Tag Archives: tutorial

when lazy is awesome

So, I told the Boy I wanted to make the kids a permanent fort… enough of this dragging chairs and bed linens and pillows from near and far every. single. day. only to be abandoned 15 minutes later. NO MORE, I say. Mamma is tired.

I told him I wanted 4 poles and a canvas drop cloth. I told him I would attach the canvas with fabric ties. I told him it could be done for less than $100 and I told him not to get all CURTIS JAMES COMPLICATED on me.

I’d say we did fairly well.

Ladies and (a few) Gentlemen, I present to you the Great TeePee Project of Christmas 2012.  Or, in our house, the PEE-TEE.  Ry has a tendency to reverse syllables. It’s endearing.

teepee collage



7 poles – these were 10-foot curtain rods (1.5″ diameter) from Lowe’s cut down to 8.5-feet $8 each

9×12′ canvas drop cloth – also from Lowe’s at $20

safety pins – $3.20

about 18 inches of rope

drill with a 1/4″ or 3/8″ drill bit


This is really simple, Folks.

Drill a hole through each of your poles 24-inches down. Lay your poles flat and thread the small length of ropes through the holes.  Connect Pole 1 and Pole 7 (or whatever your first and last poles are) to make a complete circle.  This doesn’t need to be wicked tight… a little give in the ropes will allow you to even out the structure easier.

The trickiest part is setting up the structure. Man-handling 8.5′ poles is easiest with 2 people.  Just stand them up and scissor them… 4 to the left and 3 to the right… so you nearly have a large X. Now fan each pole out, in order, around the circle until you have you have the spacing even and you’re happy with the placement.

Now, throw your canvas around the teepee frame just under the rope.  We have ours secured with safety pins for now, and it’s lovely, but you could certainly use heavy-duty velcro or fabric ties.  We do not have the tarp secured at the bottom of the poles. We found it’s really not necessary. I’ve not trimmed the tarp or made it completely circular. For now, the rustic-simple-no fuss method is working for us.  There ARE holes at the bottom of the poles.  These are for connecting the poles at the base and making it so they don’t shift when little feet kick at them or slide down them or rearrange them.  A rope or wire through the bottom poles will make it a more rigid structure.  BUT, we’ve not done that either… the 7 poles are super sturdy and, so far, Gideon-Proof (which is saying something).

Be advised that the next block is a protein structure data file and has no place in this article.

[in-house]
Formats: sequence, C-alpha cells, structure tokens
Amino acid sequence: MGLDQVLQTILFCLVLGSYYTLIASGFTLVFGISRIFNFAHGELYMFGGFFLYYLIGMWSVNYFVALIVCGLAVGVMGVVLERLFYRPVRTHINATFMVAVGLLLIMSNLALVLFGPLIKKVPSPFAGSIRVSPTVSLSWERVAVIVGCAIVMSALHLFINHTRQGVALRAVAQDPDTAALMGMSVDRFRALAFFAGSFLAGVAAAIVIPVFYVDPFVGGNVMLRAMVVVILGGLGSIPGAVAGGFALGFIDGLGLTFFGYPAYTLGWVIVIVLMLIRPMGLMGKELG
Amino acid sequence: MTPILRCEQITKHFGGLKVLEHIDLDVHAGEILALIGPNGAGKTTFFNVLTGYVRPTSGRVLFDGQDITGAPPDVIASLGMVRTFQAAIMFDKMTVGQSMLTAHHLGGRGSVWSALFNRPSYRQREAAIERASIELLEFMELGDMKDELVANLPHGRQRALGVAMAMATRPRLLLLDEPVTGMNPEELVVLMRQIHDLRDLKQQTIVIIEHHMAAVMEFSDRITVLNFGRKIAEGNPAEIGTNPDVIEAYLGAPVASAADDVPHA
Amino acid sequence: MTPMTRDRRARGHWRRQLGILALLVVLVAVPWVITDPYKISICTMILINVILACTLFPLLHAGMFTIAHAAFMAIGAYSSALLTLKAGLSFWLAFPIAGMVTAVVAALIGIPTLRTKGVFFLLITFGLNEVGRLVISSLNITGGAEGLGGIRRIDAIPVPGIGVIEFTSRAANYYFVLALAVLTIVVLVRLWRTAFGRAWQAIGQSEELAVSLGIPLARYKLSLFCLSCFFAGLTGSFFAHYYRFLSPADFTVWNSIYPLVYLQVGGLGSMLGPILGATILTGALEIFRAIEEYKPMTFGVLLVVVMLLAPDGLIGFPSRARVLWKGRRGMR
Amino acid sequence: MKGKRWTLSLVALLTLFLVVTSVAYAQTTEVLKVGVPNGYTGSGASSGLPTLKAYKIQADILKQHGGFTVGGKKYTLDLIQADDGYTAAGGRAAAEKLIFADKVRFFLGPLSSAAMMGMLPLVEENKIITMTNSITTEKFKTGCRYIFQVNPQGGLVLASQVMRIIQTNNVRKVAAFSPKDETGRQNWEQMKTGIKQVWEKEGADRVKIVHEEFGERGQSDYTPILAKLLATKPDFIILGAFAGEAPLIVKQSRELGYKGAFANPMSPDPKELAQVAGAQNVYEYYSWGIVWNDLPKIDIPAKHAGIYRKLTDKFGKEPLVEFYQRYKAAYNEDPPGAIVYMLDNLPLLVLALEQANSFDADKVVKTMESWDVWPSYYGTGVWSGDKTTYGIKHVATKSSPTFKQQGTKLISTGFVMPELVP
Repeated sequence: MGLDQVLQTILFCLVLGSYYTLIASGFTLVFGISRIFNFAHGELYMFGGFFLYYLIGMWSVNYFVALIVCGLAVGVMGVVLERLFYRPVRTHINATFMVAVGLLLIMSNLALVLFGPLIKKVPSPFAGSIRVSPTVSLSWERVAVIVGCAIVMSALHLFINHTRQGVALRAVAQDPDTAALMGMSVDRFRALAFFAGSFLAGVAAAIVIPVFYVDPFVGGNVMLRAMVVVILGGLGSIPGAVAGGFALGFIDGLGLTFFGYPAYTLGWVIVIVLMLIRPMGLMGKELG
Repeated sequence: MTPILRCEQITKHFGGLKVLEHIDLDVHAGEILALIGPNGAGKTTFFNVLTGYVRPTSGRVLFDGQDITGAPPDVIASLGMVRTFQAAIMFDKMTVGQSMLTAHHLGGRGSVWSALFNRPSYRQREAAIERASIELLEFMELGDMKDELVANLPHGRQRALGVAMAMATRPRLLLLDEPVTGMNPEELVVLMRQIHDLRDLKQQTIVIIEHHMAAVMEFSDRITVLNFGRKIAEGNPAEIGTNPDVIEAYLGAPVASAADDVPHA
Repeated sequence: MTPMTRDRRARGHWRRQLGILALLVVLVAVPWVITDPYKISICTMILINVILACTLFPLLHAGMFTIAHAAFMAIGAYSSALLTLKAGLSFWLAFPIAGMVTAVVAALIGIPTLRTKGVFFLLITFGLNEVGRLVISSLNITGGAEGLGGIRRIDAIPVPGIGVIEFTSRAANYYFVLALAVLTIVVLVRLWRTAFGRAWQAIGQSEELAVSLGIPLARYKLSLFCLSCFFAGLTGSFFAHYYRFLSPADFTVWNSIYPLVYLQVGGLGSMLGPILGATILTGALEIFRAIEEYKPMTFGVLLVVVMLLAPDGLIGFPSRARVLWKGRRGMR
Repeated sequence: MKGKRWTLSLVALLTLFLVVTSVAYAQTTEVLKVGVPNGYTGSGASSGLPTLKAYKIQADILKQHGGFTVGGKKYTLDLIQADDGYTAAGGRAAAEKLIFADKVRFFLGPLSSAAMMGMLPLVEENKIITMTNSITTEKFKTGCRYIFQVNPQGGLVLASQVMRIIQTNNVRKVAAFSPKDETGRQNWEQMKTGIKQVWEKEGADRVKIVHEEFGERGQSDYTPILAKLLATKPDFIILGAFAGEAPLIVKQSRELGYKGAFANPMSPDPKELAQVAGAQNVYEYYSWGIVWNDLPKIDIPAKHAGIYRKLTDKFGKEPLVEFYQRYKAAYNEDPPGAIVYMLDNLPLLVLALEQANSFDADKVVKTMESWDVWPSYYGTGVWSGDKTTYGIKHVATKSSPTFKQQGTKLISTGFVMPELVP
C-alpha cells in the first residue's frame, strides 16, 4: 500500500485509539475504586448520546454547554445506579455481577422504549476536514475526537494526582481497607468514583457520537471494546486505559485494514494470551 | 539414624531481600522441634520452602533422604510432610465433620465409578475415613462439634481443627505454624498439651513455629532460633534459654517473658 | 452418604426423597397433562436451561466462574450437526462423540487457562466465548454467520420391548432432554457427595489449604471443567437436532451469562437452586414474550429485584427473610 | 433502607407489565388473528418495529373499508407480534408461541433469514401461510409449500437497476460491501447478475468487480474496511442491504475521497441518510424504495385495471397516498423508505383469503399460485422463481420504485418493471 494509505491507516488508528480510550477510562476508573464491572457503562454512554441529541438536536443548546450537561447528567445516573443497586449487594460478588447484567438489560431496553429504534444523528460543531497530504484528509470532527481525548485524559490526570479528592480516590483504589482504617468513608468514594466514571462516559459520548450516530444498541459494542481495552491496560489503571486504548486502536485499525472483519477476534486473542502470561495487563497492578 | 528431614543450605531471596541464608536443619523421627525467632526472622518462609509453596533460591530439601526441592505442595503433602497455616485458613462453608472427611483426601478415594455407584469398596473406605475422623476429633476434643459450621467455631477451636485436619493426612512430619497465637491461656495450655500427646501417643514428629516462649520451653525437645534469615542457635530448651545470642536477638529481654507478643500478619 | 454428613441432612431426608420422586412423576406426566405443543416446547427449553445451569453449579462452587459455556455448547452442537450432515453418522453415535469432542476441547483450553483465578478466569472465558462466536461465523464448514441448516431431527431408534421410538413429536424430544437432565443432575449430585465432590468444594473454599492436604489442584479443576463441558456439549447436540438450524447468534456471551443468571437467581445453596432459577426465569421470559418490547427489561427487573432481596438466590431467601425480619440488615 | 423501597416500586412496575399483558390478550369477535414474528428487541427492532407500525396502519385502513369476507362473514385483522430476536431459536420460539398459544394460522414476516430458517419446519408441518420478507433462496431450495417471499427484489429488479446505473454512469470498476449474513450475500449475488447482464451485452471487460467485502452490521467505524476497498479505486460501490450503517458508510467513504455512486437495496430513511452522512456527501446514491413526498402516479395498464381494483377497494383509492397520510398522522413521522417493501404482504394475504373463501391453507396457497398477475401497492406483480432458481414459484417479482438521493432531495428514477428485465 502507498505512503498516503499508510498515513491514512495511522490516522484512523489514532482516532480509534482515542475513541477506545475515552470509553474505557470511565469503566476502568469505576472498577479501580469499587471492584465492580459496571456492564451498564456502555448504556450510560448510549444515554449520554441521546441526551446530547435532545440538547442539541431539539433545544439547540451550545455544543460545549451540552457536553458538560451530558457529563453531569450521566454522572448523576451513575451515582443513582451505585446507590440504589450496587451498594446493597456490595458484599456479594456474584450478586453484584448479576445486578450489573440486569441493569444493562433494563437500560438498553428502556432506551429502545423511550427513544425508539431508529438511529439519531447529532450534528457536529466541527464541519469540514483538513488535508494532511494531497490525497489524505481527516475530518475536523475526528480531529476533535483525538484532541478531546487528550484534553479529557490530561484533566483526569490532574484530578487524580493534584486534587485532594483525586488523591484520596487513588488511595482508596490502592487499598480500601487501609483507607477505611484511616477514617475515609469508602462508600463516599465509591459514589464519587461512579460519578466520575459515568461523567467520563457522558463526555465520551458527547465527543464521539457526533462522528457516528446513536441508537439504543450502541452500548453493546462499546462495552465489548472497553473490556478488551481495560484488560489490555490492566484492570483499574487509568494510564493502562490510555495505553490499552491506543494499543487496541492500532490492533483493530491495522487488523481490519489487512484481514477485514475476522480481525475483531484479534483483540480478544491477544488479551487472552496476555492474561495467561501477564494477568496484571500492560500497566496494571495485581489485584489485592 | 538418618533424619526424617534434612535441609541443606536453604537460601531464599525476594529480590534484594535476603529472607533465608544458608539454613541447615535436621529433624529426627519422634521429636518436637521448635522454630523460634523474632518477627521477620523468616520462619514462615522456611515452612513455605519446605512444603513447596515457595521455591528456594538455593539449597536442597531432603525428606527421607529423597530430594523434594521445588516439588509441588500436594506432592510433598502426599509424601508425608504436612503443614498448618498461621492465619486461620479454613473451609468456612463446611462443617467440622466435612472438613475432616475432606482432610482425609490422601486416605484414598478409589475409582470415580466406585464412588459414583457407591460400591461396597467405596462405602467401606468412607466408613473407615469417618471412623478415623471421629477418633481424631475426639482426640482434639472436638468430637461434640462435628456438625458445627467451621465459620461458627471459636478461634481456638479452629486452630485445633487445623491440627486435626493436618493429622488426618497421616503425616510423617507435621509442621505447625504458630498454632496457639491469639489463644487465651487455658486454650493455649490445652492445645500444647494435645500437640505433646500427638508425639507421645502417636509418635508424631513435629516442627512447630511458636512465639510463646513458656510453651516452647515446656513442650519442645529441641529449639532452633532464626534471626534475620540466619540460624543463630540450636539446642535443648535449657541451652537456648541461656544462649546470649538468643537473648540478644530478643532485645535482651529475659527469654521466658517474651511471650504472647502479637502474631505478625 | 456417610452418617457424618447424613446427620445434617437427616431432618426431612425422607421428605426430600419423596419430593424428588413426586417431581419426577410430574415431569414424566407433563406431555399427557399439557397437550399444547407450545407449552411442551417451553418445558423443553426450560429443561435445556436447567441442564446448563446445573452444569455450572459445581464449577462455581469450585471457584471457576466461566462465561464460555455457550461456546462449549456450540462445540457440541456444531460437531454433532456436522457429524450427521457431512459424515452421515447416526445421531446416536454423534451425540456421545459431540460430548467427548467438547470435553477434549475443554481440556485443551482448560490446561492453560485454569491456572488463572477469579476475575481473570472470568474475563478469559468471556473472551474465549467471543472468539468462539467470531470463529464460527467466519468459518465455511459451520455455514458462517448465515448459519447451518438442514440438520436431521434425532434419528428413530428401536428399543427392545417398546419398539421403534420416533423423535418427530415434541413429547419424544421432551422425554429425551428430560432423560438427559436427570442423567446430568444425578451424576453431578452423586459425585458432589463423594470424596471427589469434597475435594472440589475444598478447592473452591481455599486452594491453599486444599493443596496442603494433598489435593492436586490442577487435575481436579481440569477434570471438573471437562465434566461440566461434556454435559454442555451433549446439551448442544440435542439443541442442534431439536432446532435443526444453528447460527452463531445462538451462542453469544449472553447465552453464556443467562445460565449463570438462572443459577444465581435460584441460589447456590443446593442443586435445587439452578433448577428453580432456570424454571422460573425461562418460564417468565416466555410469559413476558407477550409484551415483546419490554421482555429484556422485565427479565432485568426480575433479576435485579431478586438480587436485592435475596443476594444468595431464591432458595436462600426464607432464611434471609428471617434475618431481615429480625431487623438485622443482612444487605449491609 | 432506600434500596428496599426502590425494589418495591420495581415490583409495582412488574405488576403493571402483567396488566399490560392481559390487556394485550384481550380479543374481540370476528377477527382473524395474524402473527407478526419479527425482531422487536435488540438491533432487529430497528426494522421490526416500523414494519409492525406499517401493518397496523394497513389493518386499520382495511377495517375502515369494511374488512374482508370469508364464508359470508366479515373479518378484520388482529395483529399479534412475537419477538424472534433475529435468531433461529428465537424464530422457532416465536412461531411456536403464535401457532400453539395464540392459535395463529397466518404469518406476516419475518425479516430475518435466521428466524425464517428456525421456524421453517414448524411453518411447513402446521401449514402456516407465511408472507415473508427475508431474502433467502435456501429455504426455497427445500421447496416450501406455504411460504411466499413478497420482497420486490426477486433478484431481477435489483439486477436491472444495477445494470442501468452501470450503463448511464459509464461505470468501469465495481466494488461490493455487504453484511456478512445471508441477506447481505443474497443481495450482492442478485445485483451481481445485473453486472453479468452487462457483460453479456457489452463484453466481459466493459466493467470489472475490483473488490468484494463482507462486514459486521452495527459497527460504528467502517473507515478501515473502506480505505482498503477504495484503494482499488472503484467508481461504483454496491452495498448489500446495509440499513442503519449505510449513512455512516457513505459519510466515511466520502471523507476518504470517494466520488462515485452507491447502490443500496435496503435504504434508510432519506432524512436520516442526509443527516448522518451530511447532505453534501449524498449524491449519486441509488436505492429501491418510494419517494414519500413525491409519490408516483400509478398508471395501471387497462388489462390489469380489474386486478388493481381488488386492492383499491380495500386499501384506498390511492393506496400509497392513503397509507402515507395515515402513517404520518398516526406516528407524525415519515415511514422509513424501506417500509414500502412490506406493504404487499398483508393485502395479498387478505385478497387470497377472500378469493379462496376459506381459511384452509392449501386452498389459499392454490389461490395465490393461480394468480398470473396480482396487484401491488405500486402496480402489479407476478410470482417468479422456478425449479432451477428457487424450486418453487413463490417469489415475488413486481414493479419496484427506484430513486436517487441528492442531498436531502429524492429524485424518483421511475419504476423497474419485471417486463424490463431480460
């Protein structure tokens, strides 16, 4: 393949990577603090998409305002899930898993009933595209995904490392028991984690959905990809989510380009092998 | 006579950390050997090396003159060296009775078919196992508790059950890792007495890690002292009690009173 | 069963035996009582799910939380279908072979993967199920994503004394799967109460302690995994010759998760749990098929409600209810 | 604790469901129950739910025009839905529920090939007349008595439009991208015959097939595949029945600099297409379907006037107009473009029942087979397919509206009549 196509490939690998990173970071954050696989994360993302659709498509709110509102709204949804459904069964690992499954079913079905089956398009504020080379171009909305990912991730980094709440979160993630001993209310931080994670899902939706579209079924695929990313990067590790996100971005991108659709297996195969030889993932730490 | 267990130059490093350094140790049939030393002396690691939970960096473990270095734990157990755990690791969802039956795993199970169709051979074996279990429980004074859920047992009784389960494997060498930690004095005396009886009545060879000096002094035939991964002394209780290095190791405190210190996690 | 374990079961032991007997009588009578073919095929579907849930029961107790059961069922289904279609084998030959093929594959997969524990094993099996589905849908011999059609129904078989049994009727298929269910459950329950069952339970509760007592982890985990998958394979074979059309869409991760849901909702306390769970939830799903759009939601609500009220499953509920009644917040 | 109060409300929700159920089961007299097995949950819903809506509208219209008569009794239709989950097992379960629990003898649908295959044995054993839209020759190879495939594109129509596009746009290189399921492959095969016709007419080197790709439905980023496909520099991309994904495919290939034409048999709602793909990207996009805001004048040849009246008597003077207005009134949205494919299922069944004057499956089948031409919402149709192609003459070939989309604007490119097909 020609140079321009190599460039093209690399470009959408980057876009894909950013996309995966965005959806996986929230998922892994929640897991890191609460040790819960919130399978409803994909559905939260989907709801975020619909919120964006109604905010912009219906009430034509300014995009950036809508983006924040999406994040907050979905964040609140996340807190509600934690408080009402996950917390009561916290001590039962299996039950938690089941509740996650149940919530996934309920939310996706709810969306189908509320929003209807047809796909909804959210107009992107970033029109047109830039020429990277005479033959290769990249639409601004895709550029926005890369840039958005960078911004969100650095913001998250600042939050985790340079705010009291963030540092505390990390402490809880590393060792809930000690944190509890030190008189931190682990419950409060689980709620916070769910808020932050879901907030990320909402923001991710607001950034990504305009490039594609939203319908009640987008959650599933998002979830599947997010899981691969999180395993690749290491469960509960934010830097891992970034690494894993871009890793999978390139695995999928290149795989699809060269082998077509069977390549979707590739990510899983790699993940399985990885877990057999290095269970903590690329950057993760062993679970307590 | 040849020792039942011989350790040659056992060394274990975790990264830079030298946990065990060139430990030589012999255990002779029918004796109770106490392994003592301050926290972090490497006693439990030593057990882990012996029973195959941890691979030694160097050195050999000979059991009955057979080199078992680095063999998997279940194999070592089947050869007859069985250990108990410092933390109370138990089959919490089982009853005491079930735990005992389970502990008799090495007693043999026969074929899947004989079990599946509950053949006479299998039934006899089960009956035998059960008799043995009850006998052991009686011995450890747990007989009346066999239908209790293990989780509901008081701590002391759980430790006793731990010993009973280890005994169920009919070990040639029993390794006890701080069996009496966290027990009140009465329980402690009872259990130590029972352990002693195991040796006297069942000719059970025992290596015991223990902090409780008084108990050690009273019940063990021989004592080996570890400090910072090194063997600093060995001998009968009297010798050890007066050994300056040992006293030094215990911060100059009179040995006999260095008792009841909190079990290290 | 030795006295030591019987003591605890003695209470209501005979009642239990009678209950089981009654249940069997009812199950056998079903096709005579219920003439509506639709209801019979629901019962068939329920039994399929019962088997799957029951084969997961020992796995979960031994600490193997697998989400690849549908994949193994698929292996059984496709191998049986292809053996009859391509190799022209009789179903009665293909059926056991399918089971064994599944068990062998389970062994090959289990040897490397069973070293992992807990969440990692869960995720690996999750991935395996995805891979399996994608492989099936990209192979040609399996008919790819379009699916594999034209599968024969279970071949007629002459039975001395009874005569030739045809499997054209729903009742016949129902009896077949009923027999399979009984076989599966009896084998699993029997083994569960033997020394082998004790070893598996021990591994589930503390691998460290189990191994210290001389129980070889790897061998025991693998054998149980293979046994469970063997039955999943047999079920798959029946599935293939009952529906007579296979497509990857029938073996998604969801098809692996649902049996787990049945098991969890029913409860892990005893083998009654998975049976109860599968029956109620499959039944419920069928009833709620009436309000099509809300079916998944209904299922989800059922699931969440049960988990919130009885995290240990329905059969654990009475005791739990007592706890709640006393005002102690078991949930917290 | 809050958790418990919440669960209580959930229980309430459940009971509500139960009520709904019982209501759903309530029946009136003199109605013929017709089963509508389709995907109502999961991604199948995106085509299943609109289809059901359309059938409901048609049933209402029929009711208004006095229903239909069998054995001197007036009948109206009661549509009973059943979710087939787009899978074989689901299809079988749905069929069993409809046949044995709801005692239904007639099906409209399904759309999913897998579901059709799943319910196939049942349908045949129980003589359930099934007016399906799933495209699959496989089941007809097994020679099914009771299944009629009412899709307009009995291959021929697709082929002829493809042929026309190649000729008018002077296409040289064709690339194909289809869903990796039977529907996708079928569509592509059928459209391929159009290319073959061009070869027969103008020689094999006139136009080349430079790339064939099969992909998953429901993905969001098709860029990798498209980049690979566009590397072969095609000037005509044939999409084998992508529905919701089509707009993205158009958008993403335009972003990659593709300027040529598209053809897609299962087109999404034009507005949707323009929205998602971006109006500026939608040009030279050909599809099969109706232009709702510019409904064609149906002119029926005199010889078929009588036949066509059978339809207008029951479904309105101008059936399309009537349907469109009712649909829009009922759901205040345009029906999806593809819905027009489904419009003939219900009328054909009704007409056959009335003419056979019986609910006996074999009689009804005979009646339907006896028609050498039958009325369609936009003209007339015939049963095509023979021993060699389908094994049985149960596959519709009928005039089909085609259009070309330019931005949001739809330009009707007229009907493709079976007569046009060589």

• of course, he bought twice as many poles… which isn’t necessary but is definitely awesome
  • he sanded the poles a bit because it looks nice… AND, he knew it was a safe bet Gus Man would attempt to slide down the poles like a fireman.
  • he cut the tops of the poles of at an angle… because it looks cool
  • he made 2 sets of holes at the top of each pole… one at 12″ and another at 24″.  This allows us to make the teepee bigger if we move it outside where ceilings are not an issue. In the spring, I’ll fit the canvas tarp a bit more and remove the safety pins. Maybe we’ll paint on it, maybe we won’t.
  • there is also one hole at the bottom of each pole 12″ from the floor.  This is for either connecting the poles together (as mentioned up above) or securing the tarp to the poles at the floor
  • As it stands now, with the rope attached at 24″ from the top of the poles, you have a 6-foot diameter footprint that is 5.5′ tall INSIDE at center and 7.5′ tall from base to tip on the OUTSIDE.  We can fit our entire family inside… and have, multiple times… with pillows and blankets for movie night.

The kids love it. It is used for naps and playtime and forts and houses and movies and hide-n-seek and everything else. I fell asleep in it Christmas morn… so cozy 🙂

It’s a hit.  A $75 hit.

And it may be the biggest present they ever receive. Literally.

What was your biggest present as a kid?


wreath 2.0

I’s sick.  Fever, chills, achy eyelids sick. Ry’s not far behind me and Gideon is just as happy as can be thelittlebugger.  So today, you get a wreath photo tutorial.  Total cost $3.  It hides an ugly front door perfectly and kills a whole 30 minutes with children under 4.  Watch the scissors, though.  And the daisy ingestion.  Just sayin’.

Caption the last photo for me, would ya?  I’ll pick my favorite one and the winner will get a winter hat or a knit market bag.  Comments are now closed!  Thank you!  Mmmm hmmmm.  See what happens when I’m hopped on NyQuil?

: finished wreath :

: materials – $3 grapevine wreath from Hobby Lobby, goldenrod and daisy wildflowers from backyard and side of road :

: have ‘helper’ cut flowers into manageable bunches – aka distraction : 

: leave the stems long and simply weave them through the wreath – I did secure this with florist wire just to keep everything attached over time.  There’s a lot of front door slamming in this house. :

: occupy other ‘helper’ with non-toxic plants :

: return from basement with wreath-hanger to find Harry quite at home in his new digs :

I got’cher bloomers right here.